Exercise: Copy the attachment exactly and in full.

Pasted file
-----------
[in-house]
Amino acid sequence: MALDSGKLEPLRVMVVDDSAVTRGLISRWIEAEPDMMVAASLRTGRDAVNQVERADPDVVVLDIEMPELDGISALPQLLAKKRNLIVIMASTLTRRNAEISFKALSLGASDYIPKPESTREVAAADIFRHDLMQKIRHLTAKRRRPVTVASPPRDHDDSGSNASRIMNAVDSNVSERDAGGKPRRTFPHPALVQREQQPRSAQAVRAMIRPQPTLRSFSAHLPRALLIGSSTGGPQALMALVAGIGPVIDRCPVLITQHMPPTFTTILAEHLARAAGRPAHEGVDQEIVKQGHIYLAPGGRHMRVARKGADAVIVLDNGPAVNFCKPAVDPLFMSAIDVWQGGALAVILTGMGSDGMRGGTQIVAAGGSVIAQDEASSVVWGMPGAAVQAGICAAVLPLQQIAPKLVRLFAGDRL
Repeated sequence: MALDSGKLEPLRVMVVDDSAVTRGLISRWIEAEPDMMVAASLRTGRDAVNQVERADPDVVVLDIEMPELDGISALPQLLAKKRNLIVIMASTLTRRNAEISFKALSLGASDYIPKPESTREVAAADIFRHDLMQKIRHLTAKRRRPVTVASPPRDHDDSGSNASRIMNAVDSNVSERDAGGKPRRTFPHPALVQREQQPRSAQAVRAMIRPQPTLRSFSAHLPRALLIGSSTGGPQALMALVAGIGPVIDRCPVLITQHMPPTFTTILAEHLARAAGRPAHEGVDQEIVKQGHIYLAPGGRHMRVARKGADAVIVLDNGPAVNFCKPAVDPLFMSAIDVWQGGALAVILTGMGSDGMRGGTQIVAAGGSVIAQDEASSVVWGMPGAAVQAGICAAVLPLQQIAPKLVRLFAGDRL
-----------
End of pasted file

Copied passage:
[in-house]
Amino acid sequence: MALDSGKLEPLRVMVVDDSAVTRGLISRWIEAEPDMMVAASLRTGRDAVNQVERADPDVVVLDIEMPELDGISALPQLLAKKRNLIVIMASTLTRRNAEISFKALSLGASDYIPKPESTREVAAADIFRHDLMQKIRHLTAKRRRPVTVASPPRDHDDSGSNASRIMNAVDSNVSERDAGGKPRRTFPHPALVQREQQPRSAQAVRAMIRPQPTLRSFSAHLPRALLIGSSTGGPQALMALVAGIGPVIDRCPVLITQHMPPTFTTILAEHLARAAGRPAHEGVDQEIVKQGHIYLAPGGRHMRVARKGADAVIVLDNGPAVNFCKPAVDPLFMSAIDVWQGGALAVILTGMGSDGMRGGTQIVAAGGSVIAQDEASSVVWGMPGAAVQAGICAAVLPLQQIAPKLVRLFAGDRL
Repeated sequence: MALDSGKLEPLRVMVVDDSAVTRGLISRWIEAEPDMMVAASLRTGRDAVNQVERADPDVVVLDIEMPELDGISALPQLLAKKRNLIVIMASTLTRRNAEISFKALSLGASDYIPKPESTREVAAADIFRHDLMQKIRHLTAKRRRPVTVASPPRDHDDSGSNASRIMNAVDSNVSERDAGGKPRRTFPHPALVQREQQPRSAQAVRAMIRPQPTLRSFSAHLPRALLIGSSTGGPQALMALVAGIGPVIDRCPVLITQHMPPTFTTILAEHLARAAGRPAHEGVDQEIVKQGHIYLAPGGRHMRVARKGADAVIVLDNGPAVNFCKPAVDPLFMSAIDVWQGGALAVILTGMGSDGMRGGTQIVAAGGSVIAQDEASSVVWGMPGAAVQAGICAAVLPLQQIAPKLVRLFAGDRL